Description = "Values on which Simple Moving Average is to be calculated"

expressionItem.IsMultiArguments = true;
expressionItem.Description = "Computes the Simple Moving Average for a specified time period in a given sequence of numbers (or enumerable).";

Defining the Evaluation Function

After the ExpressionItem has been defined we will write down the evaluation logic that would be calculating the SMAs. The ExpressionEditor would delegate to this function to evaluate the SMA expressions and display the results that it would return.

The evaluation function must have a List<object> argument and should return an Object. A function can take two types of arguments: an exact value (represented by a literal), and a column name enclosed in square-brackets ([]).

If ExpressionItem's ItemType is Aggregate, and it only contains single column-based argument, then List <object> will contain all the values of that column. In this case, the ExpressionEditor would evaluate the function once for all the values of that column. However, if the arguments passed are a mix of literal and column-based arguments, then the List <object> will contain the literal value and the value of the column's cell for which the function is being evaluated. The ExpressionEditor in this case would start evaluating each row in the order they are present in the DataSource.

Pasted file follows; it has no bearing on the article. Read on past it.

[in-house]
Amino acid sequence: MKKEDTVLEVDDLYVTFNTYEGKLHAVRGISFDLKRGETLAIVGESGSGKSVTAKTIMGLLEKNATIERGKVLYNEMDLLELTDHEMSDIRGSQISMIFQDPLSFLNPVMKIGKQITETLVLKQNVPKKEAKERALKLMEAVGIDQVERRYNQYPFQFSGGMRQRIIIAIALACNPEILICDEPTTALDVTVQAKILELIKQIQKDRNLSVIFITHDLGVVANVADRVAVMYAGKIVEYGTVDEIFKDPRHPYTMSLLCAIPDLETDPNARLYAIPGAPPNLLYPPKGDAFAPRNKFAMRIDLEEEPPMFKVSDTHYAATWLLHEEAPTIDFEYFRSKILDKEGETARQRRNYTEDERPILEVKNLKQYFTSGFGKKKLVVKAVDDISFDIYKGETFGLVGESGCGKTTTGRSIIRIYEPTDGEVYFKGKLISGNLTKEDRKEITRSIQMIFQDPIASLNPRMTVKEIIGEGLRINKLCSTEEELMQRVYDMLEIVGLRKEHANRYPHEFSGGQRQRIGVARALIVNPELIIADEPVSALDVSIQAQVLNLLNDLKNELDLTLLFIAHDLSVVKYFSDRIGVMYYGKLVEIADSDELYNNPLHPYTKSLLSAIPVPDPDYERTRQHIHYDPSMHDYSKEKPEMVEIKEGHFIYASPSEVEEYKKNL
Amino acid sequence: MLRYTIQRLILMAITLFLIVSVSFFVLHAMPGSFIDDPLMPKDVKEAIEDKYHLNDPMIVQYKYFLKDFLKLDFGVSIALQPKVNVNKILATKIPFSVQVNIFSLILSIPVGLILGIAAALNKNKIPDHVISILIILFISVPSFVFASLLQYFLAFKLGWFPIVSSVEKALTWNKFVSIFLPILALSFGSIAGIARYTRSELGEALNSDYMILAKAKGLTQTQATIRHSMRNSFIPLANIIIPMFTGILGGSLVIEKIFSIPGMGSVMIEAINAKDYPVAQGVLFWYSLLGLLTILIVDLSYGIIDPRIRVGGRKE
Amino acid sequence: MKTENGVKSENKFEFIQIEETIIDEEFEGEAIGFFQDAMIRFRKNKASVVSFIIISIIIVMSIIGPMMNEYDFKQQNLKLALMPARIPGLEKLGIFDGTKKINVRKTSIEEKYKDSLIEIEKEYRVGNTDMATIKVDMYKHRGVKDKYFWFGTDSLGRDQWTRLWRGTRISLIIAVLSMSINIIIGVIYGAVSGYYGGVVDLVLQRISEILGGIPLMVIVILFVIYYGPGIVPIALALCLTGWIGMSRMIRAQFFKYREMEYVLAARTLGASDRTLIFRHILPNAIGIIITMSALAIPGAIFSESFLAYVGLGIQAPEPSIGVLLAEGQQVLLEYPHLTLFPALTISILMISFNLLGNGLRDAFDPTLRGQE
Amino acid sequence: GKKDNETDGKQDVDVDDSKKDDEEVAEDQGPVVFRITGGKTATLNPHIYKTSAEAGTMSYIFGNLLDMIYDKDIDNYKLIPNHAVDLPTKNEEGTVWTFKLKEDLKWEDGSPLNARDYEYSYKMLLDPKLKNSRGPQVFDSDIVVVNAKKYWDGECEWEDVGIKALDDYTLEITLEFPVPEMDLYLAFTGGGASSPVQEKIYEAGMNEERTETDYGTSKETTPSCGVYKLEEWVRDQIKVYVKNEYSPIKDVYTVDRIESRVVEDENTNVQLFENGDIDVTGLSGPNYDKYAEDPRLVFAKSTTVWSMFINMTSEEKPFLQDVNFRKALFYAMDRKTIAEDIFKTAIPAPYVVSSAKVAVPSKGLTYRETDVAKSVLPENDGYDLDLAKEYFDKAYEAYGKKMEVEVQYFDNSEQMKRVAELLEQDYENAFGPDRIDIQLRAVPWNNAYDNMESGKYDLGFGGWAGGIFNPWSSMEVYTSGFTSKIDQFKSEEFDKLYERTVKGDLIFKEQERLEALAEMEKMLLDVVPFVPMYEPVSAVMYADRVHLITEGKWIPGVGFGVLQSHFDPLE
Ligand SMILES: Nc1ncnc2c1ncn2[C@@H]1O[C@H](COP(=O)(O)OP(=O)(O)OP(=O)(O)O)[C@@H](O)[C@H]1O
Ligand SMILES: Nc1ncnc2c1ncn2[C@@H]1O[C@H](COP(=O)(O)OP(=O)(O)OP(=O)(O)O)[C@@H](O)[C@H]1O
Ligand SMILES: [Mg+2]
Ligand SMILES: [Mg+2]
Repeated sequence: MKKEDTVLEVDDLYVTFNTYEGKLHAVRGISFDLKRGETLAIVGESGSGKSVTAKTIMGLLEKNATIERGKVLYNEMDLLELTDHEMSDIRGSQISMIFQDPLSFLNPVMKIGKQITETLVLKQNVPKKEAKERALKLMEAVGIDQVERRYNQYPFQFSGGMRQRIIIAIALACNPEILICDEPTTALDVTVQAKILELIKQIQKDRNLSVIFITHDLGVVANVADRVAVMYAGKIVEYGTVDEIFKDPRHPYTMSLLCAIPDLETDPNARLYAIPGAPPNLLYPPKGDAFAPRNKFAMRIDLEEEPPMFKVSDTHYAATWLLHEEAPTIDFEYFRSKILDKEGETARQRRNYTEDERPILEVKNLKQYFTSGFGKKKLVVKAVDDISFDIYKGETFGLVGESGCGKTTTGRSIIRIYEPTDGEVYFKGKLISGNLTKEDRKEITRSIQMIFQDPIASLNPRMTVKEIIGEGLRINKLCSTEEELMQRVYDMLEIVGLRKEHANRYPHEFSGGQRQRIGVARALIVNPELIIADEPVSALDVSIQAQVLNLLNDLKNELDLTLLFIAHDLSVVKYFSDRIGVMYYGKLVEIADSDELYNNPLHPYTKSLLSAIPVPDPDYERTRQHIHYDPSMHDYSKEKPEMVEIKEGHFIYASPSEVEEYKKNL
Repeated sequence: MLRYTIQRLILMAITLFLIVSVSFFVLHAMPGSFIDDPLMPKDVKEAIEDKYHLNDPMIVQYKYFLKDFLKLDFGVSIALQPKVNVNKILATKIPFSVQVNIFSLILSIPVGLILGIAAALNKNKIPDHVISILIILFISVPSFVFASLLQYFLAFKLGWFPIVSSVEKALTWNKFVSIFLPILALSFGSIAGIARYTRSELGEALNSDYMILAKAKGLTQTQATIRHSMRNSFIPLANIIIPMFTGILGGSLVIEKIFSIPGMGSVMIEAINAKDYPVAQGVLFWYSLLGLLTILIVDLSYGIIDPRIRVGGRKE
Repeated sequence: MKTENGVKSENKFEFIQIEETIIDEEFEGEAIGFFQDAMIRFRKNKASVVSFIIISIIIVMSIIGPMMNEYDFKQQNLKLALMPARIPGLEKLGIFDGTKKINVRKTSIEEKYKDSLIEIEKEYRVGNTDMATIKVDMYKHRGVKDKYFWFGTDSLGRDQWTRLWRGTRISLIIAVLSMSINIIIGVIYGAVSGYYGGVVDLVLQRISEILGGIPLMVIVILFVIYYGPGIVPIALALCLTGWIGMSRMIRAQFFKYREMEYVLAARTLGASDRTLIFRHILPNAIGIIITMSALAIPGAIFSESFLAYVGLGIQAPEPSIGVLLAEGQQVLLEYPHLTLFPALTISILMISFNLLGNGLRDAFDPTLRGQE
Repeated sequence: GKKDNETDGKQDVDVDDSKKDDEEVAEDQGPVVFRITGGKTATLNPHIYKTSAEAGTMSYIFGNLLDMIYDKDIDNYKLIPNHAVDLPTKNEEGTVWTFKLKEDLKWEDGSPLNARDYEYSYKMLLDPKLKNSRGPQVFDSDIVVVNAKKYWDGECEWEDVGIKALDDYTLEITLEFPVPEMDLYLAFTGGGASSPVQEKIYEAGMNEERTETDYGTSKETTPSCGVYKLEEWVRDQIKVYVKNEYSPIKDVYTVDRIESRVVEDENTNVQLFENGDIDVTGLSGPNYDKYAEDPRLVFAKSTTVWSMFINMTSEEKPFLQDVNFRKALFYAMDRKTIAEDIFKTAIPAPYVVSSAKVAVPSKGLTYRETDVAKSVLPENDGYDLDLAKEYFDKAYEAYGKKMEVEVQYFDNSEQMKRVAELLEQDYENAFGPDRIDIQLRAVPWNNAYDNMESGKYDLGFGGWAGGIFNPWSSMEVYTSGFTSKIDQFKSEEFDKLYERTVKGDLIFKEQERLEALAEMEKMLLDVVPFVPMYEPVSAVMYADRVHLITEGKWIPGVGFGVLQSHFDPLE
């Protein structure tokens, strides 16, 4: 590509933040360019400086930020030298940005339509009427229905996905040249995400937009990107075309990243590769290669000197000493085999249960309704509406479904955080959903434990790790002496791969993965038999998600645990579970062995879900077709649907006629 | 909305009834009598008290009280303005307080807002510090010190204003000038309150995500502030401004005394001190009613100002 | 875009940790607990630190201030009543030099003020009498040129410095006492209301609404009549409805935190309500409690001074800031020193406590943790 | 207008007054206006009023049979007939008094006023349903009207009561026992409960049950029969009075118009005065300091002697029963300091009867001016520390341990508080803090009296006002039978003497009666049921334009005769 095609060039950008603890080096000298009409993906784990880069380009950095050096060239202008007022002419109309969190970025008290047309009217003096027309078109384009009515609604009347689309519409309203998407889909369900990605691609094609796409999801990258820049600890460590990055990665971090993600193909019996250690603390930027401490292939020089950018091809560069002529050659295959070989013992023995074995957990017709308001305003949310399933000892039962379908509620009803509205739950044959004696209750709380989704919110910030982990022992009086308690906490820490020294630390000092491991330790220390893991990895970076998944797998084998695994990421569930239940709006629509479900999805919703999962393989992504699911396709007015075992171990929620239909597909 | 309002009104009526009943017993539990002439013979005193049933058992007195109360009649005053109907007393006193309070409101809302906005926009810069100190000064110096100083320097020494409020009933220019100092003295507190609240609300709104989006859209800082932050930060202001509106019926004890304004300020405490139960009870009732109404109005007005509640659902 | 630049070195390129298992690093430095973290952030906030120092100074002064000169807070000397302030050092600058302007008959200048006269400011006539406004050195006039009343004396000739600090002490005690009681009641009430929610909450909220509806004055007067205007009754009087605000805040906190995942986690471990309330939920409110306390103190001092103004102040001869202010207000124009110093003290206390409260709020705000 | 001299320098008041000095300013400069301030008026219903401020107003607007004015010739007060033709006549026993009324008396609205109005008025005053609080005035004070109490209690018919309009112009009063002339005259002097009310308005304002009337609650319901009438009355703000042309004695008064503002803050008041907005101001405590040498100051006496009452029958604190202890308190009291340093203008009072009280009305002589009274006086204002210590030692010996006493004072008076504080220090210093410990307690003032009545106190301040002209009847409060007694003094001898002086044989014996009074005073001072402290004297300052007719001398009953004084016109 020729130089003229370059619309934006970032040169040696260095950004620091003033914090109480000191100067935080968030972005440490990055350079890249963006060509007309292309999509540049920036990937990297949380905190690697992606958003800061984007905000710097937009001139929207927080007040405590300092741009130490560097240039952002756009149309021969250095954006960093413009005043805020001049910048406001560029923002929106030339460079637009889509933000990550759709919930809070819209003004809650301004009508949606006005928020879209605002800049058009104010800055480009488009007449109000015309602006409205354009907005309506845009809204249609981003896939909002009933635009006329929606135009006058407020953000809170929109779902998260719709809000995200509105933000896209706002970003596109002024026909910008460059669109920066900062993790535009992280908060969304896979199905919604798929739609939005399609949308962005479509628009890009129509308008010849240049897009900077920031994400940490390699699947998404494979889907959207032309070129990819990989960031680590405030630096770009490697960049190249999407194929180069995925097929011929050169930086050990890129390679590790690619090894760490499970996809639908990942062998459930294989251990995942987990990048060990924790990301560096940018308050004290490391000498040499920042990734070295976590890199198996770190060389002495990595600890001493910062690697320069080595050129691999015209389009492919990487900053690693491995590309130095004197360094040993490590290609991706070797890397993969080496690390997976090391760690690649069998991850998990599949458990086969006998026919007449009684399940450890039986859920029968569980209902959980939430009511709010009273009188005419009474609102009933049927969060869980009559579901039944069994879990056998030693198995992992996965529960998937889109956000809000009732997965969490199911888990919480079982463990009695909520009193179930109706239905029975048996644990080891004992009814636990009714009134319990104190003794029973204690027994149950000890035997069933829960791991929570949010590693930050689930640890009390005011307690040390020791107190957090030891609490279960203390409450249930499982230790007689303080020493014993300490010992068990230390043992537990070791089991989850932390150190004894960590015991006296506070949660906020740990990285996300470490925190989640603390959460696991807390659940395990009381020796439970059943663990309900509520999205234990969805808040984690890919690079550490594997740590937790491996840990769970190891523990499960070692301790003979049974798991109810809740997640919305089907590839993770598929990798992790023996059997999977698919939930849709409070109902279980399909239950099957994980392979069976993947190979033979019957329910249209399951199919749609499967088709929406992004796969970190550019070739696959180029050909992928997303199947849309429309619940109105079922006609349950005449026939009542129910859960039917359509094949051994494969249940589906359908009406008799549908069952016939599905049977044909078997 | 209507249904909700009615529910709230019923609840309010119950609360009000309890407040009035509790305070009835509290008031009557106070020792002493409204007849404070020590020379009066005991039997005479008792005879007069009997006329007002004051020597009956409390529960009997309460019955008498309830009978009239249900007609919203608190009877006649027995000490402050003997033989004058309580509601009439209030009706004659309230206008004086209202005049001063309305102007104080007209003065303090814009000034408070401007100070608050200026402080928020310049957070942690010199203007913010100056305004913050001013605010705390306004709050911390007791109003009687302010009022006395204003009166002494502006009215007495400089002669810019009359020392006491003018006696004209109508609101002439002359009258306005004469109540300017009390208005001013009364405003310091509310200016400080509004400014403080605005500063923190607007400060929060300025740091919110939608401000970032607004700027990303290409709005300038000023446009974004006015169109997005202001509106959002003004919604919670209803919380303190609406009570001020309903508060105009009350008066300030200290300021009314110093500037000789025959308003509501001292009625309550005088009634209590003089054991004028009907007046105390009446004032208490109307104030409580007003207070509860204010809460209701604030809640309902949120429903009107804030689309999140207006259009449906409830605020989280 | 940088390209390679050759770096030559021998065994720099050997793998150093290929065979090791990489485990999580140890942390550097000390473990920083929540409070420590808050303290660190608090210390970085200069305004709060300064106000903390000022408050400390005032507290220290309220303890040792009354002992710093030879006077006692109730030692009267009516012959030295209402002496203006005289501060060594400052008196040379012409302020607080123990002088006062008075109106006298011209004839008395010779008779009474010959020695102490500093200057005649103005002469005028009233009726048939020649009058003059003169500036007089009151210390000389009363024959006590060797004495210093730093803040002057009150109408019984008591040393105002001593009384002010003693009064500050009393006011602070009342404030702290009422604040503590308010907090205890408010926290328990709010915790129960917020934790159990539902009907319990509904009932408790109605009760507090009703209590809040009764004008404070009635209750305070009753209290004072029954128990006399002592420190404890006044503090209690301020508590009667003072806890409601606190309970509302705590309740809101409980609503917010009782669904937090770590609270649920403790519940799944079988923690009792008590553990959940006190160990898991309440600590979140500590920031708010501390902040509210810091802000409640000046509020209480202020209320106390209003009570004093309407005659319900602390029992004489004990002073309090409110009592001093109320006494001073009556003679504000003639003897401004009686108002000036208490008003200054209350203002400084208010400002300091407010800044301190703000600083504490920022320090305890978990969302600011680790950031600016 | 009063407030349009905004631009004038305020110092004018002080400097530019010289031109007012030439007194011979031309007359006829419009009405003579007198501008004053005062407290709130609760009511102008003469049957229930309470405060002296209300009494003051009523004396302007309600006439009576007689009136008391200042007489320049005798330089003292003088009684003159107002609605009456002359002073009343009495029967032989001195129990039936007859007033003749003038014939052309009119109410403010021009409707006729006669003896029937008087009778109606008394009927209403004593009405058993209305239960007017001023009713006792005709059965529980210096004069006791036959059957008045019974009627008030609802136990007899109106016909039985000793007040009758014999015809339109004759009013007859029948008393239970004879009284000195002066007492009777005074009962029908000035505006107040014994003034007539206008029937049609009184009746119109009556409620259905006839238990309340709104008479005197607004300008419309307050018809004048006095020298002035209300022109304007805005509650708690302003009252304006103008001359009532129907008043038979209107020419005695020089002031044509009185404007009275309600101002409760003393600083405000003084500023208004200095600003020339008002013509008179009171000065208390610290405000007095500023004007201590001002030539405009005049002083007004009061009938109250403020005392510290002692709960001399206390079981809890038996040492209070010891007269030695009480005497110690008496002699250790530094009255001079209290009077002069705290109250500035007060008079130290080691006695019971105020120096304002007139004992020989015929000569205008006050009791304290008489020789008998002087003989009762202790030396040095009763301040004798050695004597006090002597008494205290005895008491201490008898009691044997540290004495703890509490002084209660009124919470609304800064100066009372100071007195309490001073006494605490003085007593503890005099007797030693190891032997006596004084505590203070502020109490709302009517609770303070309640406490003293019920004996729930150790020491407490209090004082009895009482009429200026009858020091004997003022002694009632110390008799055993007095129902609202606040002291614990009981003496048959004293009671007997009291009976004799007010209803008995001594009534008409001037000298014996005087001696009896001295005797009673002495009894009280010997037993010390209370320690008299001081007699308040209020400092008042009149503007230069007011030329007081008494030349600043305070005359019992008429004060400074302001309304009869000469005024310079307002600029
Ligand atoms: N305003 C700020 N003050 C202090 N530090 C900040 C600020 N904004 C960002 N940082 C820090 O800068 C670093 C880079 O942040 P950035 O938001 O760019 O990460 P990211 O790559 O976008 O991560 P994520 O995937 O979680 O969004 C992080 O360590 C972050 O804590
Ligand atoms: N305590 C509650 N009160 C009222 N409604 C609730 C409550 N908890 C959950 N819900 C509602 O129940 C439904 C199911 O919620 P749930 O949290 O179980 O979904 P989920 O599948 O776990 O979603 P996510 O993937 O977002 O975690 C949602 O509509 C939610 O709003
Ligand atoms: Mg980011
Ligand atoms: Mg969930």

private object SMA(List<object> values)
            string colName = GetColumnName(_editor.Expression);
            DataRow dataRow = null;

            List<double> list = new List<double>();
            int period = Convert.ToInt32(values[0]);

            if (_editorCollection.DataSource is DataTable)
                dataRow = _editor.ItemContext as DataRow;
                if (dataRow == null)
                    return null;

                DataTable table = _editorCollection.DataSource as DataTable;

                for (int rowIndex = table.Rows.IndexOf(dataRow); rowIndex < table.Rows.Count; ++rowIndex)

            return CalculateSMA(period, list);
private double? CalculateSMA(int period, List<double> values)
            if (values == null || period > values.Count)
                return null;
            return values.Take(period).Average();

Once the evaluation logic has been defined, we use the 'AddFunction' method of the expression editor to add the ExpressionItem that was defined earlier as well as this evaluation logic.

// Add the ExpressionItem and the SMA Custom Function to the editor
_editor.AddFunction(expressionItem, SMA, 2, 2);

That's it. Now we can use SMA function in the 'SMA50' column.

Description of the Custom Function in ExpressionEditorPanel

Additional Functions for the .NET ExpressionEditor

We can add any custom function to ExpressionEditor, from a simple function like 'Rank' for calculating an item's position in an ordered sequence of values to a complex function which can transform the actual data to something that is more relevant to a user.

Maybe you can localize your data values (and not just UI string) by creating a custom function that converts your database values into units preferred by your user.

Download the sample

Read more about C1ExpressionEditor here.

Jitender Yadav

Associate Software Engineer
comments powered by Disqus